IoT Security Needs Creative Solutions

Not every security solution has a place in the IoT. Professionals must look in new directions to keep the Internet of Things secure.

Larry Loeb, Blogger, Informationweek

September 5, 2017

3 Min Read

The Internet of Things (IoT) is one of those evolving security areas that presents, as most things do, both opportunity and risk. Security professionals will tend to view the threats that it presents through their previous experiences, even though the threat models may be different.

Solutions that have worked in the past are usually the first ones used to deal with current problems. Such solutions, though, may be the wrong answer to a problem; even though they can be a generally good and valid solution.

Take encryption, for example. If you are dealing with an IoT device, you may insist upon the messages that it sends and receives be encrypted in some manner. The encryption is assumed by most to guarantee security.

But, what if there was a way around the encryption itself? Some researchers at Princeton came up with a paper entitled "Privacy Attacks and Defenses on Encrypted IoT Traffic" that assumed the case of traffic made up of encrypted messages and still showed how such traffic could still give up important data.

They looked at a "smart home" full of IoT devices. Basically, they realized that the metadata of the traffic would allow a passive network adversary to infer private in-home user activities using just the streamed traffic rates and packet headers.

The IoT things will talk to their various servers. A DNS request is one example of this. Traffic rates (which are patterns of repetitive queries to the device's remote management servers) along with the first six digits of MAC addresses generated may also provide much information. Since the MAC addresses won't be visible on ISP-level traffic, a LAN tap will come in handy in order to grab them.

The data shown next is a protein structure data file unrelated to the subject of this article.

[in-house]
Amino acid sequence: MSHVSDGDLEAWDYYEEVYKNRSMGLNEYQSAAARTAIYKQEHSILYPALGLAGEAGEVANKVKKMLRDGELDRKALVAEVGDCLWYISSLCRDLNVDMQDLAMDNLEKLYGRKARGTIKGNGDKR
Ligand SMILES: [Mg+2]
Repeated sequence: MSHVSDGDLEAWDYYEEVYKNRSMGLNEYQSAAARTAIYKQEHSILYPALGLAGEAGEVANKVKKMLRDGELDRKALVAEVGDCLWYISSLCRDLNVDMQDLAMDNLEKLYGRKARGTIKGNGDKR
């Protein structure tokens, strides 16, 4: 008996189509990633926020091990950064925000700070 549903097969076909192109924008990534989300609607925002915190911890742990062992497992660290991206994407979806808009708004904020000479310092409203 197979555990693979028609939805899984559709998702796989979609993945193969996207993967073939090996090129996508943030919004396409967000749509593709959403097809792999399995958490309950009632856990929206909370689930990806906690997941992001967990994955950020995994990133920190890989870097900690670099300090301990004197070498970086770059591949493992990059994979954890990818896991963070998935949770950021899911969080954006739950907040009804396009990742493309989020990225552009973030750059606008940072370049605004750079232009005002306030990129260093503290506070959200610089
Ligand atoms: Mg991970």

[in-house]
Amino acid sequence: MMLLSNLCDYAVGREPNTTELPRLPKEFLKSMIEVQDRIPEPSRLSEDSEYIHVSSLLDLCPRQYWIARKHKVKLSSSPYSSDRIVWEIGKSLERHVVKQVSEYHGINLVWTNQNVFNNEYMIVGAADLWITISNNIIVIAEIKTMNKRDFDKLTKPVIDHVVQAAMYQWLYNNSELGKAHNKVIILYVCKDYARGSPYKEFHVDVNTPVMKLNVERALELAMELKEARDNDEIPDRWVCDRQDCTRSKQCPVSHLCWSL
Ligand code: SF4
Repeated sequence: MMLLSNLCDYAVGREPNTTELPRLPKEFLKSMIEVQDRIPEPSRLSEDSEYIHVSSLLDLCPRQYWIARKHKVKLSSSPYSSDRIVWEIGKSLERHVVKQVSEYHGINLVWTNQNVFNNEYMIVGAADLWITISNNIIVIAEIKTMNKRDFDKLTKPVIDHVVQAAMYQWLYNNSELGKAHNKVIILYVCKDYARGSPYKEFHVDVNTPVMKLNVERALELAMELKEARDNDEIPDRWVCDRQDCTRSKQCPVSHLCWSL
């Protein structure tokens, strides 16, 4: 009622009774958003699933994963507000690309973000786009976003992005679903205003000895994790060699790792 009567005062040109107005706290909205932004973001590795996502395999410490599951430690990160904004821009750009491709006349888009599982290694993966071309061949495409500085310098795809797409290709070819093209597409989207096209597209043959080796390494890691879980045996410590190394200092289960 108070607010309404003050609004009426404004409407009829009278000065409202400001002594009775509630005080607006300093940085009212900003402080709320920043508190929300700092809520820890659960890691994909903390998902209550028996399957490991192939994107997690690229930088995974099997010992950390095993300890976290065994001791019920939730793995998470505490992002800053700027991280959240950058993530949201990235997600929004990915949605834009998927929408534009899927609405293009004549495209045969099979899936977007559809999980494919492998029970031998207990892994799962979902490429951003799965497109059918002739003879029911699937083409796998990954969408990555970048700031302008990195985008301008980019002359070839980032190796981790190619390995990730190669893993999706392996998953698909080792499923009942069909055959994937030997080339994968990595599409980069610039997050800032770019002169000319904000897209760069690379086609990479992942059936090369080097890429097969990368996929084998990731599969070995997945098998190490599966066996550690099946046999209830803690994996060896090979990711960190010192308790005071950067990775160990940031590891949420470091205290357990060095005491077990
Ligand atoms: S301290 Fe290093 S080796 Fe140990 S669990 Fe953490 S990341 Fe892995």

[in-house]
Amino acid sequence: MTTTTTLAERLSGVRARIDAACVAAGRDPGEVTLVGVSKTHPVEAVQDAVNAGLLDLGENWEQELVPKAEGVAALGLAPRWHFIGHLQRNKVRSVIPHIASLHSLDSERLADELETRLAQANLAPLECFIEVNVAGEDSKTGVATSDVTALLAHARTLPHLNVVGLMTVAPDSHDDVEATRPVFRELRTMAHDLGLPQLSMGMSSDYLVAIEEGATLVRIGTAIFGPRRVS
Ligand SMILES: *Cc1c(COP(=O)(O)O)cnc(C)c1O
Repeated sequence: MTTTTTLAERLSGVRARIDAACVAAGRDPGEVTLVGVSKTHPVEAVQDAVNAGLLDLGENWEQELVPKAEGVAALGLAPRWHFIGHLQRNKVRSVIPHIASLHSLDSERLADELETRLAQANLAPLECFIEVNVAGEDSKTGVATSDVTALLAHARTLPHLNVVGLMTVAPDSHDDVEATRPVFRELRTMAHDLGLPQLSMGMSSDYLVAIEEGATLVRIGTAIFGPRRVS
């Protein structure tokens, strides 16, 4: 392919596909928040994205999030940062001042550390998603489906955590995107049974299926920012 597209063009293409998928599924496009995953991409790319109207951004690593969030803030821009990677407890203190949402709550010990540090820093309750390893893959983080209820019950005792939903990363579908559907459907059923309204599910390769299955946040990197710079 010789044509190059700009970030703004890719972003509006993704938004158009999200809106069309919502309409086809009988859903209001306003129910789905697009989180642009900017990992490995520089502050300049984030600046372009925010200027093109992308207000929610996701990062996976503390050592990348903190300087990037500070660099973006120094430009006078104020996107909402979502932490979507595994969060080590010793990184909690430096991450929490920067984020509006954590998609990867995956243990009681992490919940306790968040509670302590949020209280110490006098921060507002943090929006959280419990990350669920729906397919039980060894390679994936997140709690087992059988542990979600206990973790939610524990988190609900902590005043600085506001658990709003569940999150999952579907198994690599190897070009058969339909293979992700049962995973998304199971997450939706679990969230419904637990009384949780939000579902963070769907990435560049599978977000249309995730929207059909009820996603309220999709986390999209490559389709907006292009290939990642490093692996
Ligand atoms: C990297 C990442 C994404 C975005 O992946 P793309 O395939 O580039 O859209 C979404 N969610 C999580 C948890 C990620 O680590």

Spikes in traffic can also infer when IoT devices are active. Such spikes will have nothing to do with the actual encrypted content issued by the device, but correlate to how it is being used.

You're invited to attend Light Reading's 11th annual Future of Cable Business Services event. Join us in New York on November 30 for the premier independent conference focusing on the cable industry's continuing efforts in the commercial services market – all cable operators and other communications service providers get in free.

There is a footprint that will be left by IoT devices whenever they are connected, and this aspect must be considered by the security team. Though the paper uses the example of a smart home, an organization will leave the same kinds of correlatable operational traces by the use of its own IoT devices.

This is the kind of threat avenue that a simple threat model may never consider. Yet, because of its passive nature and its simplicity it may prove to be rather effective.

The researchers have an idea what to do here. They basically want to upset the correlations that could be otherwise derived by inserting dummy network requests at random intervals. Called "traffic shaping," achieving it is not usually a drain on bandwidth as might be feared. For instance, using it on combined audio and video streaming only adds 40KB/s to the overall bandwidth requirements.

This traffic shaping idea may not be the total answer to IoT privacy by any means. But it is a step in the right direction, and shows the kind of innovative and wide-ranging approaches that need to be taken to the IoT for both security and remediation.

Related posts:

— Larry Loeb has written for many of the last century's major "dead tree" computer magazines, having been, among other things, a consulting editor for BYTE magazine and senior editor for the launch of WebWeek.

Read more about:

Security Now

About the Author(s)

Larry Loeb

Blogger, Informationweek

Larry Loeb has written for many of the last century's major "dead tree" computer magazines, having been, among other things, a consulting editor for BYTE magazine and senior editor for the launch of WebWeek. He has written a book on the Secure Electronic Transaction Internet protocol. His latest book has the commercially obligatory title of Hack Proofing XML. He's been online since uucp "bang" addressing (where the world existed relative to !decvax), serving as editor of the Macintosh Exchange on BIX and the VARBusiness Exchange. His first Mac had 128 KB of memory, which was a big step up from his first 1130, which had 4 KB, as did his first 1401. You can e-mail him at [email protected].

Keep up with the latest cybersecurity threats, newly discovered vulnerabilities, data breach information, and emerging trends. Delivered daily or weekly right to your email inbox.

You May Also Like

More Insights